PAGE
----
The Slow-Cooked Sentence

Tare or in which Christmas is unwrapped

Rachael Conlin Levy

Unwrapping Christmas
Santa delivers. Christmas, 2009.

  1. The weight of the wrapping or the container that holds the object.

Two months ago, my son Sam decided to ask Santa Claus for an Apple laptop despite being told that the jolly elf wouldn’t deliver such a gift. All this 9-year-old boy knew was that Santa granted wishes and this was his heart’s desire. Sam reasoned that classmates had received Nintendos and computers, so he couldn’t understand what price and parental veto power had to do with it.

Because he believed in the power of Santa, Sam remained optimistic despite my warnings of disappointment, my explanations that some things one must buy oneself, my skepticism over the gift’s usefulness given his weekly computer time limit of 45 minutes.

A wish granted
Sam, when he believed
When wishes came true, 2009.

Optimistic, that was, until this past weekend.

“Mom, is Santa real?” he asked as he followed me around the grocery store.

I pretended not to hear the question and sent him to pick out brussel sprouts.

“Mom, do you believe in Santa?”

I told him I believed in everything Santa represented: love, kindness, magic, giving. We talked about why Santa doesn’t bring gifts for parents, why children are given different gifts and why those gifts aren’t always fair and equal, we talked our way out of the grocery store, down the road and back into the kitchen where he asked, again, if Santa was real.

I looked at Sam, his ocean eyes somber, his mouth drawn into a serious line. This was my son who once confided in me that he wanted to be Santa when he grew up because he would be able to eat cookies and milk all the time and live forever. Now he had poked holes in the wrapping of his belief, but the tare was heavy and he couldn’t or wouldn’t take that final step to expose the lie told in love.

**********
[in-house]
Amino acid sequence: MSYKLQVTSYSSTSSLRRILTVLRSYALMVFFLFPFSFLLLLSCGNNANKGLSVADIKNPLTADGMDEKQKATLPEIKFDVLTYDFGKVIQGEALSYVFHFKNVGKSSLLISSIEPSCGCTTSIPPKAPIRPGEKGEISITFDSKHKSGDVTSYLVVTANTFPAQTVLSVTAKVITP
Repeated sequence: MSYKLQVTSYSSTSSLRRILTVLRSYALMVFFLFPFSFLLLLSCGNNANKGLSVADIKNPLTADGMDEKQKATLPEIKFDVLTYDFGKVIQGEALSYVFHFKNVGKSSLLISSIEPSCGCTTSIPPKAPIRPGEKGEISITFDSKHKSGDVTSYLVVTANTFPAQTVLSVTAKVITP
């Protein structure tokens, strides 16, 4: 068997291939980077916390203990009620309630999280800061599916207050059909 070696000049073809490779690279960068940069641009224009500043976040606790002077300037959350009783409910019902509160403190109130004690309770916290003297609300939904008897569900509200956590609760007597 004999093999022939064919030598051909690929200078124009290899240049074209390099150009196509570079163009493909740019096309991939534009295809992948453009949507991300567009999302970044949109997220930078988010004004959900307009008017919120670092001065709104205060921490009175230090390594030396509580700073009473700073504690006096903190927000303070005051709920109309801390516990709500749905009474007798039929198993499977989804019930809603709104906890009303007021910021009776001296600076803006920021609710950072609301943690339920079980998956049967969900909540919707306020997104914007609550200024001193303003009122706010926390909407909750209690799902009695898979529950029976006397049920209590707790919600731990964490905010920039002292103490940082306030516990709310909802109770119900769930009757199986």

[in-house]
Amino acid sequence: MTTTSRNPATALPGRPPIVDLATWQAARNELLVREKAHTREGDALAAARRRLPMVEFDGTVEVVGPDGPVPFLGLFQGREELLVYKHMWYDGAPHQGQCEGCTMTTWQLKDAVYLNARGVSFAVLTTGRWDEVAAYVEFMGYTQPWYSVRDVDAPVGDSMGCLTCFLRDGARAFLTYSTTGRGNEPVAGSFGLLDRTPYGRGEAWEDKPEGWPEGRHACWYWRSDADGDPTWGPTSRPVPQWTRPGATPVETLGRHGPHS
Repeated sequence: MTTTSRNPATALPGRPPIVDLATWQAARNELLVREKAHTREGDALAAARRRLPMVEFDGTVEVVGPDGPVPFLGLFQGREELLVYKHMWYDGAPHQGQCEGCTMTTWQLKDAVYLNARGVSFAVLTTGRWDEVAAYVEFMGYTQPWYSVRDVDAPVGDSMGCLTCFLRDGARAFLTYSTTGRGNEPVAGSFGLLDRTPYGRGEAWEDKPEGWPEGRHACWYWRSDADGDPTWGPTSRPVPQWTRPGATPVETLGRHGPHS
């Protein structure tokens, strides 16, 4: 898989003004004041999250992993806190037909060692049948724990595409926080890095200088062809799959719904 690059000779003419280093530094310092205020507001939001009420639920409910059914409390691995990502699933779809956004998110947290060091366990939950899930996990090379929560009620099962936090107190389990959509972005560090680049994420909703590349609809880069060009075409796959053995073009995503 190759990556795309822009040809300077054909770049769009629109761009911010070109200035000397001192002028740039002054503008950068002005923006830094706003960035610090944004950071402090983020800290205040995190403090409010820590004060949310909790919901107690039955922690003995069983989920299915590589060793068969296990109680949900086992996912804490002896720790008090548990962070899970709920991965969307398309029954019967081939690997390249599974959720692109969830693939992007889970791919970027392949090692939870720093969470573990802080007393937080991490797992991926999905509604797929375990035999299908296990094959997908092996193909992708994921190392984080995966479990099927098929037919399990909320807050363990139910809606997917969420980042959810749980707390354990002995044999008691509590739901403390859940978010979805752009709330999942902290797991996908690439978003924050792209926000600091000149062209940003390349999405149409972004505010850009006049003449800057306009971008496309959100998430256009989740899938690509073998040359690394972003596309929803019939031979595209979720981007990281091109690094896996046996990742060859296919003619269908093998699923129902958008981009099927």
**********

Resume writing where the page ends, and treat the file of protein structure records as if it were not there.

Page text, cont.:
Sam, aspiring to be Santa.

I sighed, smiled, then shook my head no. Five minutes later I found him curled up on the couch, silently crying. I stroked his hair and rubbed his back.

“Thank  you,” he whispered.

“For what? For disappointing you?”

“Now I won’t wonder why I don’t get some things other kids get, and I won’t try to explain it.”

4 responses to “Tare or in which Christmas is unwrapped”

  1. What a sweet sweet little guy.

  2. anno says:

    Tough conversation, but it sounds like you handled it all just right. And his response seemed remarkably thoughtful and wonderful. … Any chance he could get to BE Santa this year in any small way, and of course enjoy cookies and milk afterward?

    Love the title for this post: pure poetry…

  3. I always dread that conversation. I love the way you handled it though. So, what does this mean for Max?

  4. Rachael Levy says:

    I have to agree, Denise. He's one of the sweetest boys I know.

    Anno, that's a good idea and one I'm going to chew on and figure out how to implement in some way. Thank you.

    Max is still a believer, Kyndale, and the sweetest thing is how careful the other two are to not spoil it for him.

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